Then we saw some innovative companies start to build these ASICs [application-specific integrated circuits] and network-security processors that said 'There's some common processing going on in these boxes. Let's put it in hardware.' Put all the repetitive, heavy-lifting stuff in hardware so that I go much faster. We've seen three different architectures come out for small, medium enterprises (100 MB and less), large enterprises (100 MB to a gigabyte per second) and carrier-class (1 gigabyte per second and above).
In the large enterprise space, you'll have a blade approach where, instead of throwing a box at a problem, plug in a new appliance in a blade so that I can scale on one box, as opposed to multiple boxes. Above that, this is where the ASIC-based approach is for the top, large enterprises and carrier class. What we mean by hardware is the ability to do repetitive, network-stack processing, parsing of XML and decrypting Secure Sockets Layer (SSL). That's gotta be done in hardware to get to the speeds needed by the large enterprise and carrier classes. That's where the innovation is. With software, we'll see some innovation with algorithms for doing behavior-based or anomaly-based attack detection, but most of the innovation is at wire speeds. When the National Strategy to Secure Cyberspace was released, it was criticized for its lack of mandates, or 'teeth.' Do you agree? Should it have had more 'teeth'?
No. Gartner came out with the first take, saying it did exactly what it should have done. Private industry will make the Internet more secure. Regulations, at best, will not hurt and, at worst, cause tremendous problems.
An example I always use: Back in 1995, Sen. Sam Nunn formed a committee to investigate the possibility of a digital Pearl Harbor. He used that term in 1995. If the government had dictated things back then, it would have said things like 'You better not let strong crypto get out because the bad guys are going to have it.' We would have been mandated 40-bit crypto be built in everywhere. If the government had passed regulations, Amazon.com would be taking orders by fax. It would never have taken off.
The government cannot legislate security in. You can't put a hierarchal solution on a distributed problem. The major people complaining are the security vendors. It was going to be like Christmas if the government mandated everybody needs a personal firewall. What should government do then?
What [Richard] Clarke and [Howard] Schmidt came up with did a pretty good job of doing what we said, which is that government should use its market power. You want to make the Internet more secure? Every government agency should be buying denial-of-service protection with their Internet connectivity. Every government agency should make sure that every employee and every vendor who works for the government has a personal firewall installed on their PC. That drives the market more so than some government regulation. The government should be a model citizen on this. It should be the most secure industry segment, the most secure piece of critical infrastructure. And it's not today. It's not!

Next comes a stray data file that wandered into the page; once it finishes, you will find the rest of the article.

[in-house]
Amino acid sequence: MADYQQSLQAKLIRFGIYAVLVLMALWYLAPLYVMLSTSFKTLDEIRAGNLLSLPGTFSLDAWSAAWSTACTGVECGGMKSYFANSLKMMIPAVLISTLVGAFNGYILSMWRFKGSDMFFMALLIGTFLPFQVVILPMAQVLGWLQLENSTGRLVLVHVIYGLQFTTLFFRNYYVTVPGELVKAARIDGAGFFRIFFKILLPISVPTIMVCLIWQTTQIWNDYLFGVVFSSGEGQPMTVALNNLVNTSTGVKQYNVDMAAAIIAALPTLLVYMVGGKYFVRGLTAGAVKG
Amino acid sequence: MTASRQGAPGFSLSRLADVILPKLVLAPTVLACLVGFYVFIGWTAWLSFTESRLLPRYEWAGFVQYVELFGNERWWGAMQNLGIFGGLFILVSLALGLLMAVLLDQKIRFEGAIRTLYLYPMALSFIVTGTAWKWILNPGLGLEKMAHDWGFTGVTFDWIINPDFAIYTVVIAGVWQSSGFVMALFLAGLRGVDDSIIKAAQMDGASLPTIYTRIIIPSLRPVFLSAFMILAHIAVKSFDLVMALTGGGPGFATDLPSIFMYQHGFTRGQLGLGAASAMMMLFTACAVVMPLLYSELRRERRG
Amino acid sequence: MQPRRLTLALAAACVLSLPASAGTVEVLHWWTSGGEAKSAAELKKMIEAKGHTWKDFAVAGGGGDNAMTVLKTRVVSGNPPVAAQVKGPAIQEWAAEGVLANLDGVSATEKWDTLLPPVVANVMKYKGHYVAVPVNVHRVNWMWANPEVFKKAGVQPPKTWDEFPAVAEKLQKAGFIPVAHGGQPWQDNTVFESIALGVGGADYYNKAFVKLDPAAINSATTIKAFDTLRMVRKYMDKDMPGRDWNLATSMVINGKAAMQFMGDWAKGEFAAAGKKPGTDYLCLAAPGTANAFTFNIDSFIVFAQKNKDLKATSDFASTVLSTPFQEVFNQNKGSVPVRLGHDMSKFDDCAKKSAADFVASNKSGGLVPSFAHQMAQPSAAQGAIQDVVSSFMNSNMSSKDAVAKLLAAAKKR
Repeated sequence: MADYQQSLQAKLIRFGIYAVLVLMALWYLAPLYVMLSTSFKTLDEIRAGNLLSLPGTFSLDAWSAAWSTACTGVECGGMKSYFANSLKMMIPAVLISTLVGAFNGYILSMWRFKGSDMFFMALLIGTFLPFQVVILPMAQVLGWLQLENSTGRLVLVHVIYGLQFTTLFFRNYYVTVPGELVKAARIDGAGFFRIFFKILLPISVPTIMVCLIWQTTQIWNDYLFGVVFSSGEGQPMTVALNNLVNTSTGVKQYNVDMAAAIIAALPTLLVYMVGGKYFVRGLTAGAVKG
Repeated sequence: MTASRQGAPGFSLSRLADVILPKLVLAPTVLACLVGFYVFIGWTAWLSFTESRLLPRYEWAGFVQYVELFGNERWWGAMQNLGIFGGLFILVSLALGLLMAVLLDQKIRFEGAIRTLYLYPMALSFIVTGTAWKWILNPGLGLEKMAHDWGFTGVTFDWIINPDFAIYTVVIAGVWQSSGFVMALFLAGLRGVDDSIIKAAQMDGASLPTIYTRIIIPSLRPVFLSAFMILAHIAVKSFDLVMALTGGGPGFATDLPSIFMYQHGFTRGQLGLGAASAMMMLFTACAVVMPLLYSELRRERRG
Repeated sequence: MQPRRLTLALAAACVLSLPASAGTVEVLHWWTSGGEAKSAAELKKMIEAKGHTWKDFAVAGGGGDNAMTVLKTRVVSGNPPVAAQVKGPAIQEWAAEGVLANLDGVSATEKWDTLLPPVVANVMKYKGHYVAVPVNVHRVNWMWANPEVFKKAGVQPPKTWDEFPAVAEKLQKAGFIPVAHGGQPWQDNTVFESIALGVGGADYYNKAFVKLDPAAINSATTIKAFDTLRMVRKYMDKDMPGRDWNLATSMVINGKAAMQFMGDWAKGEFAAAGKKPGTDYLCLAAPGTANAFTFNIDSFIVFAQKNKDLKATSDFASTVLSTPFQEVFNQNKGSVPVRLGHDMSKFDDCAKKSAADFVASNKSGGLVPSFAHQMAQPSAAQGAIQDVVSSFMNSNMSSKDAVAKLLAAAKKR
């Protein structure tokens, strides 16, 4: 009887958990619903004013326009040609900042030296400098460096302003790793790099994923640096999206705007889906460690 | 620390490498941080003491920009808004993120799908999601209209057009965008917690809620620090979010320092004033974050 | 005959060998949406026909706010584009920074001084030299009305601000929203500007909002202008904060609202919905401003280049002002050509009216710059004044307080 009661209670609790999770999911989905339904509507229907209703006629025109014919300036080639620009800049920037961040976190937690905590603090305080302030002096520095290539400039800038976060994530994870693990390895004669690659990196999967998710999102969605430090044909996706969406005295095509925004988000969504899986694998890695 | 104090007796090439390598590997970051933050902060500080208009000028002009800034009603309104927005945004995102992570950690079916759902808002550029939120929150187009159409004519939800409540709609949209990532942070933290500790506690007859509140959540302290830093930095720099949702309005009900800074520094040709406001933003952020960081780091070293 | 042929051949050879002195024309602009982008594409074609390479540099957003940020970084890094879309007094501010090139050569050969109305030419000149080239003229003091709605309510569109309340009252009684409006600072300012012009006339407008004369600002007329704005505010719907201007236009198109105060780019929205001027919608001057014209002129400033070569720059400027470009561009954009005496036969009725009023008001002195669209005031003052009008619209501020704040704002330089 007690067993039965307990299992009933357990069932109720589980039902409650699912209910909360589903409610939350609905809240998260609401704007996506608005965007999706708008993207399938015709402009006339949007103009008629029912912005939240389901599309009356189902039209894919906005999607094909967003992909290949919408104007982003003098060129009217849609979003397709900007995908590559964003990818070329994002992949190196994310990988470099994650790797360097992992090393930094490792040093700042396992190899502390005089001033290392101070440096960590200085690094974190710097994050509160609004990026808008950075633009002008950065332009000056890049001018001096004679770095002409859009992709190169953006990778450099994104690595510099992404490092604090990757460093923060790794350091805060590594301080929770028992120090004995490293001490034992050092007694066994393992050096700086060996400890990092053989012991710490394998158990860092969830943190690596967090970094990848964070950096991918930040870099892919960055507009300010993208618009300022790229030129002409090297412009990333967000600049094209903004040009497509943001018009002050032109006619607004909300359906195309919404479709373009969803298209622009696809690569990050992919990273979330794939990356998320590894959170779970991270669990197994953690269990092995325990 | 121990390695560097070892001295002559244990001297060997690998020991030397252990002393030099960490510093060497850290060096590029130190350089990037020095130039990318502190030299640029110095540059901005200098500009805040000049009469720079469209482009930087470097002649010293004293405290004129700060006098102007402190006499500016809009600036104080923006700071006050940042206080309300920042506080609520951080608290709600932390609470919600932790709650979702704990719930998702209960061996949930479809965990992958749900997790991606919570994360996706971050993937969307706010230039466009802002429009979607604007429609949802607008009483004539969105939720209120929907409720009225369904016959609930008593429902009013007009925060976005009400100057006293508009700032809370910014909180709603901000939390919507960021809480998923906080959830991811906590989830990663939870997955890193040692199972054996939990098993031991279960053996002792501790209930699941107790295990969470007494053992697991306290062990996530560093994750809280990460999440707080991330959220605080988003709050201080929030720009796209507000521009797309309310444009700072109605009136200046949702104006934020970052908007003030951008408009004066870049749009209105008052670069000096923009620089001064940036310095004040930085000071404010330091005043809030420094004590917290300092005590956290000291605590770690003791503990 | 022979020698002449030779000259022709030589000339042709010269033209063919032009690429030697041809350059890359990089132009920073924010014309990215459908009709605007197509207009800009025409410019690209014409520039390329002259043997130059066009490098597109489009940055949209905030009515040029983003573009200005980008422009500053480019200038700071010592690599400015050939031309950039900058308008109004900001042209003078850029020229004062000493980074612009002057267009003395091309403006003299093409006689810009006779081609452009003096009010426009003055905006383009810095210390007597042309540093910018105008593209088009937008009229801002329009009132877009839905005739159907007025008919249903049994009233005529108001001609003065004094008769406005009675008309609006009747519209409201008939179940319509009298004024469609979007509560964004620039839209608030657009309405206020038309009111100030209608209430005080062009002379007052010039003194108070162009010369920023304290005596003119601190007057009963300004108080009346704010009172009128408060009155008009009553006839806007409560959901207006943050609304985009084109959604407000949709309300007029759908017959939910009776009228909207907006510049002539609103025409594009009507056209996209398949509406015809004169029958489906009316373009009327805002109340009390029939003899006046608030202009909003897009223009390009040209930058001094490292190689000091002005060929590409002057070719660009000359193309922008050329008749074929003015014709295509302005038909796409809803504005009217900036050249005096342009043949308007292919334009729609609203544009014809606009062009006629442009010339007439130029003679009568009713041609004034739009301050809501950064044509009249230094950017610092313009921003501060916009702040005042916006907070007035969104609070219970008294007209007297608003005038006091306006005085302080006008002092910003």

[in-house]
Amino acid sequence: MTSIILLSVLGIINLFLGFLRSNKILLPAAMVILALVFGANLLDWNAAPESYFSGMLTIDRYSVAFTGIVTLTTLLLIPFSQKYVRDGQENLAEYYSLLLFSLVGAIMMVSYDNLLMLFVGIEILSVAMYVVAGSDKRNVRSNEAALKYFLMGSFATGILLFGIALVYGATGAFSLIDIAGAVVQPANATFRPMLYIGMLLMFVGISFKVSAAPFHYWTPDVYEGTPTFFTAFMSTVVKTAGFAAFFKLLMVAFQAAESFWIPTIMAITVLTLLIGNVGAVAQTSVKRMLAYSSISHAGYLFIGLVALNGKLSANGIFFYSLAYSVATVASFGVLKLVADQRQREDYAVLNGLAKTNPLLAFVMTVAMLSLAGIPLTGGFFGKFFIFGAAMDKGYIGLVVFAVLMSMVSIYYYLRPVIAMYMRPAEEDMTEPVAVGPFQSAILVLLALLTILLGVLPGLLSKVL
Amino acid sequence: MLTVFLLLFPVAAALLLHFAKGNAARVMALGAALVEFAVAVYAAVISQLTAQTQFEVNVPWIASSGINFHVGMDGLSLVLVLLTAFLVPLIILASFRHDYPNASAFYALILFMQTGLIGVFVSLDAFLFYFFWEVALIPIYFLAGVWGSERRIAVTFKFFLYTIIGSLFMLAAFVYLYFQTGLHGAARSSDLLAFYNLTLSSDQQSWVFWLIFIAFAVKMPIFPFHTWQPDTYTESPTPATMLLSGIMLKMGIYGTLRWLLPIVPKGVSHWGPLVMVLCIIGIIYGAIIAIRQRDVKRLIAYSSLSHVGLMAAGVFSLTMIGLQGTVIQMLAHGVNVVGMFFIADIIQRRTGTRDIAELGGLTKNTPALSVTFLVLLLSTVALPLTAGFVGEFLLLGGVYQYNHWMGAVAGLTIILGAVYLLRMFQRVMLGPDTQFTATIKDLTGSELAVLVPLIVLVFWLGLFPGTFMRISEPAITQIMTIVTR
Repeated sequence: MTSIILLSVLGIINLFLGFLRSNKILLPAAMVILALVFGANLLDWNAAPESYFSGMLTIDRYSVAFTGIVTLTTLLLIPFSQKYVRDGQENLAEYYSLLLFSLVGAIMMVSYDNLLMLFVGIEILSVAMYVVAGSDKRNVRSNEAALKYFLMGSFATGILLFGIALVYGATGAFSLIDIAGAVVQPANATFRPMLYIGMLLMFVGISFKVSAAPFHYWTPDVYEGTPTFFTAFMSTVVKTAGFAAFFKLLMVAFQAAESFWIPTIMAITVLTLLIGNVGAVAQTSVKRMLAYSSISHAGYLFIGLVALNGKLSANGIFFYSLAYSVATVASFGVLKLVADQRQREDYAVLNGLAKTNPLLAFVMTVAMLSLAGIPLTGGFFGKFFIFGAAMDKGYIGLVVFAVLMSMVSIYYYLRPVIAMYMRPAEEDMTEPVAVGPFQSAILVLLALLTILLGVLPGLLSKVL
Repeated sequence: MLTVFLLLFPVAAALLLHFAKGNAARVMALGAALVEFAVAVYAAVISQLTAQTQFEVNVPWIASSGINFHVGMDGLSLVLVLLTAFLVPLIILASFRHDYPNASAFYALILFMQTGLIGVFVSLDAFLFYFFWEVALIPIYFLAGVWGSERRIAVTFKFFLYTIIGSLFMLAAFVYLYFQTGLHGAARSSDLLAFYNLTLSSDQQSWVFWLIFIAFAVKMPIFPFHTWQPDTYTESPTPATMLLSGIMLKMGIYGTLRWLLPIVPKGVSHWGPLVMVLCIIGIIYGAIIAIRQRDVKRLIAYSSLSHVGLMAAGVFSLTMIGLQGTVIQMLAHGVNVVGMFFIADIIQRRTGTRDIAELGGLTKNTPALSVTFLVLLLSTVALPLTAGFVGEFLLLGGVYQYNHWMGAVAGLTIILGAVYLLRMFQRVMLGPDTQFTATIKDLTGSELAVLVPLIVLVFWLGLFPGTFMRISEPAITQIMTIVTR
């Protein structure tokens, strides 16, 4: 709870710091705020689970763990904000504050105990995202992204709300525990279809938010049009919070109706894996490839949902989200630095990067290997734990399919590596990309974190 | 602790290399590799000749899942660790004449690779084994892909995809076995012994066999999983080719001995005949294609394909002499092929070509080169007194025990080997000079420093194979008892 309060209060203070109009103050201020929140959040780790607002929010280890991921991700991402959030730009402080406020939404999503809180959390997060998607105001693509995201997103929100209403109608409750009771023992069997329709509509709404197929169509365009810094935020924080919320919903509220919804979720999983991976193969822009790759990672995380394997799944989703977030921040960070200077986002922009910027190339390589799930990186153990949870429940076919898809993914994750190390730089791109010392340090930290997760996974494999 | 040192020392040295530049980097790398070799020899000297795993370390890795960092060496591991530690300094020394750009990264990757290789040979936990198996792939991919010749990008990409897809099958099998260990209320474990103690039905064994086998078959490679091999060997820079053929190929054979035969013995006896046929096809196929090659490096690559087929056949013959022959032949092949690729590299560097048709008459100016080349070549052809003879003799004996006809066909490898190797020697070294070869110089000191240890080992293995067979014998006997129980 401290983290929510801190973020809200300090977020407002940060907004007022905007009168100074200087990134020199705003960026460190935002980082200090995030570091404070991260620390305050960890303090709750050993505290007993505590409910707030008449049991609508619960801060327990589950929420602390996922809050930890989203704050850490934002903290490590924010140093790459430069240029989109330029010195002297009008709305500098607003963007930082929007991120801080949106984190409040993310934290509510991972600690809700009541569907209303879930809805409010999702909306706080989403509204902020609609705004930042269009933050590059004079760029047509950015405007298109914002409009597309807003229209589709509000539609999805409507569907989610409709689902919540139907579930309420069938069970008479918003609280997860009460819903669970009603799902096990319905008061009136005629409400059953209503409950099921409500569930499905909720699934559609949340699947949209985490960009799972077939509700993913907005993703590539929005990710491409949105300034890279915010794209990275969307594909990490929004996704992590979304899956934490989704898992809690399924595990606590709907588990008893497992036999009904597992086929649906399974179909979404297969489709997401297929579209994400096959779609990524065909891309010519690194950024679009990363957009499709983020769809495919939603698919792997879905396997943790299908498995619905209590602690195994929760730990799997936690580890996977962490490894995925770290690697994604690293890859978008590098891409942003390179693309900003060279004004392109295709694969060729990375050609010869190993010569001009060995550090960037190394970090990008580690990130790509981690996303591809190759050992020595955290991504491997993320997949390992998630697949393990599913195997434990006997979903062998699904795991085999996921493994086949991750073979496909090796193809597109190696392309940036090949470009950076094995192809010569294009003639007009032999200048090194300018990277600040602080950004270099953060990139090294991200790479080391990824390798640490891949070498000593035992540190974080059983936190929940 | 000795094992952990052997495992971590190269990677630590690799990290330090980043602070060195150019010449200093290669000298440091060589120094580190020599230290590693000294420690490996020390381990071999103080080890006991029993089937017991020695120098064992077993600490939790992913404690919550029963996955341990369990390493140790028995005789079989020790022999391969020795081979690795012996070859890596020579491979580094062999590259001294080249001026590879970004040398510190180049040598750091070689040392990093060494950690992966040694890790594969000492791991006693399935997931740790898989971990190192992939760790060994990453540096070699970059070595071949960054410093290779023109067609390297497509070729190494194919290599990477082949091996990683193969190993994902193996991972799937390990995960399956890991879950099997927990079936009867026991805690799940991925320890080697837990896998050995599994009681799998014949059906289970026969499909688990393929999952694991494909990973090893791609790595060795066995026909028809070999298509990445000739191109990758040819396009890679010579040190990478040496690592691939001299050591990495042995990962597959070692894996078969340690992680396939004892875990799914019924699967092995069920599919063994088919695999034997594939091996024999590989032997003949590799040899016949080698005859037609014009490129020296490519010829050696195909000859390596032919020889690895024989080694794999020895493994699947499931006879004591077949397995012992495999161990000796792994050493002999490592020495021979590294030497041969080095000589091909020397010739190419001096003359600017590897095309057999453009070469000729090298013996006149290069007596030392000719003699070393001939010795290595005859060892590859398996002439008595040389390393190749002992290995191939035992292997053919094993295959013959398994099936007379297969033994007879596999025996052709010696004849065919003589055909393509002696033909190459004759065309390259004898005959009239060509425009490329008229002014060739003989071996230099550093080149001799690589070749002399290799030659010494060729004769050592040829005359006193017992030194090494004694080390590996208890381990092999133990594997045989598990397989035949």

We need to see the government's strategy for securing the government's sector of cyberspace. Putting more pressure on the other critical segments, like telecoms, power and energy, and transportation to improve cybersecurity, is a good thing. But those critical infrastructures first better worry about physical security, because that's what terrorists do. They blow things up. They attack physically to cause terror. Blue screens of death don't cause terror. So we don't need a recognizable name to lead the way?
No, I don't think so. We tend to mistake light for heat, if you know what I mean. If we hear the noise, and Richard Clarke is out squawking every week, you think something is getting done -- whereas it's time for heavy lifting. There's enough press coverage of every security incident. It's not like people don't hear about security incidents. Know what a good indicator is? Look at Symantec's stock price. It's going up and up. Know why? Consumer antiviral purchases are going up and up. There's awareness. Now the issue is: How do we make it easier for businesses to reach the next level of security? Evangelism can never hurt, but if I had to pick evangelism or implementation right now, I'd pick implementation. What should the enterprise take away from the talk about cyberterrorism?
Terrorism is a real threat. We're going to get hit again. I worked for the Secret Service years ago, and the biggest thing we used to worry about was the Radio Shack criminal, the one who gets his technology at Radio Shack. You cannot plan for al Qaeda-type events. You have to protect against the most likely type of threat and hope they go bother somebody else.
As far as what the typical enterprise should do, there's a lot of simple things you need to make sure you're doing right.
Everyone has antiviral and firewalls, but how often do you update antivirus signatures? How often do you test if your firewall policy is what it should be? No. 1 thing, the way any cyberattack works, the bad guys check for vulnerabilities and then they attack. You need to check for vulnerabilities before the bad guys. If hackers are rattling your doorknobs, if they're open, the hacker is going to come in. You should rattle your doorknobs first, [do] more frequent vulnerability assessments to block those attacks. Doesn't matter if it's a terrorist, pimply faced 14-year-old or a cybercriminal trying to steal credit card numbers or medical records, they're all going to come in the same way.
Sixty-five percent of attacks exploit misconfigured systems, and only 30% exploit known vulnerabilities where there's a patch out. Only 5% exploit things we didn't know where there was a problem. Address the 65% and check that things are configured right and you've just eliminated two-thirds of your problem. Focus on patch management and forcing software vendors to write better software and you've got the other 30% taken care of. Then, later on, worry about the 5% of evil geniuses who are attacking us with zero-day attacks.